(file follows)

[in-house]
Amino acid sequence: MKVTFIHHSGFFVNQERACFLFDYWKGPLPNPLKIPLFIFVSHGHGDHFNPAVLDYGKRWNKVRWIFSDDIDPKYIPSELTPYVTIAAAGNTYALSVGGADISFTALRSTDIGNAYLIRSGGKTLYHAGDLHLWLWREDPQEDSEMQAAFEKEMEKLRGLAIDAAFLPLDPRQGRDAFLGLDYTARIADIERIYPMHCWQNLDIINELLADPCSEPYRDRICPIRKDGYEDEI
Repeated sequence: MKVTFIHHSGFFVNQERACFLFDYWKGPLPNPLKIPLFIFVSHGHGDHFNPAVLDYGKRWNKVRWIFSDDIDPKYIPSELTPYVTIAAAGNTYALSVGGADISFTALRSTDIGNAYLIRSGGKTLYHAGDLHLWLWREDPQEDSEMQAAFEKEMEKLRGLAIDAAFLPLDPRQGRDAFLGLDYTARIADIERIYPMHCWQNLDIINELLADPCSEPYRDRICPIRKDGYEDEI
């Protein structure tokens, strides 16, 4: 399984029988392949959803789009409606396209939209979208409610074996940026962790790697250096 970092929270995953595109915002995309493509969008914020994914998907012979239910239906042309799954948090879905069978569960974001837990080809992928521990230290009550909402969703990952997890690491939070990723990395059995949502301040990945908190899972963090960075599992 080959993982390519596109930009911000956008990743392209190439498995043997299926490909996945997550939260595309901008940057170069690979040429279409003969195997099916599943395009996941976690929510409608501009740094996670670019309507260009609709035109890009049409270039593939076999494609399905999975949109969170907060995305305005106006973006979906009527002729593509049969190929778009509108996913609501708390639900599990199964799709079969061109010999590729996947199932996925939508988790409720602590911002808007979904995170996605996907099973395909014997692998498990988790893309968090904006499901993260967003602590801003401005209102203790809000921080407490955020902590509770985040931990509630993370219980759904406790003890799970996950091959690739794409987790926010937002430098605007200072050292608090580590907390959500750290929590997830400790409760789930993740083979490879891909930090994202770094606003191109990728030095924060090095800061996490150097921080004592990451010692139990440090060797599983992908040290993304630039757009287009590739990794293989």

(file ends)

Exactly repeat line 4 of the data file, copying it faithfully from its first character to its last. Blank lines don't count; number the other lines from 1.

């Protein structure tokens, strides 16, 4: 399984029988392949959803789009409606396209939209979208409610074996940026962790790697250096 970092929270995953595109915002995309493509969008914020994914998907012979239910239906042309799954948090879905069978569960974001837990080809992928521990230290009550909402969703990952997890690491939070990723990395059995949502301040990945908190899972963090960075599992 080959993982390519596109930009911000956008990743392209190439498995043997299926490909996945997550939260595309901008940057170069690979040429279409003969195997099916599943395009996941976690929510409608501009740094996670670019309507260009609709035109890009049409270039593939076999494609399905999975949109969170907060995305305005106006973006979906009527002729593509049969190929778009509108996913609501708390639900599990199964799709079969061109010999590729996947199932996925939508988790409720602590911002808007979904995170996605996907099973395909014997692998498990988790893309968090904006499901993260967003602590801003401005209102203790809000921080407490955020902590509770985040931990509630993370219980759904406790003890799970996950091959690739794409987790926010937002430098605007200072050292608090580590907390959500750290929590997830400790409760789930993740083979490879891909930090994202770094606003191109990728030095924060090095800061996490150097921080004592990451010692139990440090060797599983992908040290993304630039757009287009590739990794293989």